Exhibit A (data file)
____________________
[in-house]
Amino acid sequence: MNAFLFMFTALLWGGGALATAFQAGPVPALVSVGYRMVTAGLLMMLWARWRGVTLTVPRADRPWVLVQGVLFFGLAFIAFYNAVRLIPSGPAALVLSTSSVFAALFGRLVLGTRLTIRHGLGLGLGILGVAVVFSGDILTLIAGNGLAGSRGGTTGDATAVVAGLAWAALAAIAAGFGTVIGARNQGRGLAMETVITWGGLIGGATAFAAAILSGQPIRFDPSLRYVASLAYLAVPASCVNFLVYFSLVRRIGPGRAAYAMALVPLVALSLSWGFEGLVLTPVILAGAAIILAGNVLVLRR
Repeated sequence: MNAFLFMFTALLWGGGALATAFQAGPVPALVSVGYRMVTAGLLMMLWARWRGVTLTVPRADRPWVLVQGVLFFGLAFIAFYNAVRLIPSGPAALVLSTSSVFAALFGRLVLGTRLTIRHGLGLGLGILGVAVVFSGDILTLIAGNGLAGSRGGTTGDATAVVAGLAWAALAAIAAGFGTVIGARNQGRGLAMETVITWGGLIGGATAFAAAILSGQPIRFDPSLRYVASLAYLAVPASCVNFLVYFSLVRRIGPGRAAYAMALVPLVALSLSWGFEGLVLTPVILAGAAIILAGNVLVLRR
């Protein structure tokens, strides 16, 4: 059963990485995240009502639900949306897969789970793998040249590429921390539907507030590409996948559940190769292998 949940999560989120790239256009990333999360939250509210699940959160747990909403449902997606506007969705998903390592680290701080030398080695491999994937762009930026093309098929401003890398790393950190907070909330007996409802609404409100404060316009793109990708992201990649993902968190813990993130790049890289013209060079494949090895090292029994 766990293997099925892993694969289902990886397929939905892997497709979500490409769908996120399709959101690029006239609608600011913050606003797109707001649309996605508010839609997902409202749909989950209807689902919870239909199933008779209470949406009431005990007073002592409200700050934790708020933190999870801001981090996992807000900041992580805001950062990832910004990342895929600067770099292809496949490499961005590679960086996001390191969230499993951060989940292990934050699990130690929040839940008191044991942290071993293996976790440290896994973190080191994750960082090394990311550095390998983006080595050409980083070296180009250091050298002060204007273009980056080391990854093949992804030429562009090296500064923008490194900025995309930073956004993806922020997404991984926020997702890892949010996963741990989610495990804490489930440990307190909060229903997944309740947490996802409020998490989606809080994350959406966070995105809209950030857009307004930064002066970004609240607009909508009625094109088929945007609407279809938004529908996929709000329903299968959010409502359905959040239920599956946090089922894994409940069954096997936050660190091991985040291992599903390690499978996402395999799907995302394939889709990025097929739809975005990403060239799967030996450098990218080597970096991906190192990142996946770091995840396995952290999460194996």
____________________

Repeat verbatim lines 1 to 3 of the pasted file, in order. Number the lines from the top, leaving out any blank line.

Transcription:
[in-house]
Amino acid sequence: MNAFLFMFTALLWGGGALATAFQAGPVPALVSVGYRMVTAGLLMMLWARWRGVTLTVPRADRPWVLVQGVLFFGLAFIAFYNAVRLIPSGPAALVLSTSSVFAALFGRLVLGTRLTIRHGLGLGLGILGVAVVFSGDILTLIAGNGLAGSRGGTTGDATAVVAGLAWAALAAIAAGFGTVIGARNQGRGLAMETVITWGGLIGGATAFAAAILSGQPIRFDPSLRYVASLAYLAVPASCVNFLVYFSLVRRIGPGRAAYAMALVPLVALSLSWGFEGLVLTPVILAGAAIILAGNVLVLRR
Repeated sequence: MNAFLFMFTALLWGGGALATAFQAGPVPALVSVGYRMVTAGLLMMLWARWRGVTLTVPRADRPWVLVQGVLFFGLAFIAFYNAVRLIPSGPAALVLSTSSVFAALFGRLVLGTRLTIRHGLGLGLGILGVAVVFSGDILTLIAGNGLAGSRGGTTGDATAVVAGLAWAALAAIAAGFGTVIGARNQGRGLAMETVITWGGLIGGATAFAAAILSGQPIRFDPSLRYVASLAYLAVPASCVNFLVYFSLVRRIGPGRAAYAMALVPLVALSLSWGFEGLVLTPVILAGAAIILAGNVLVLRR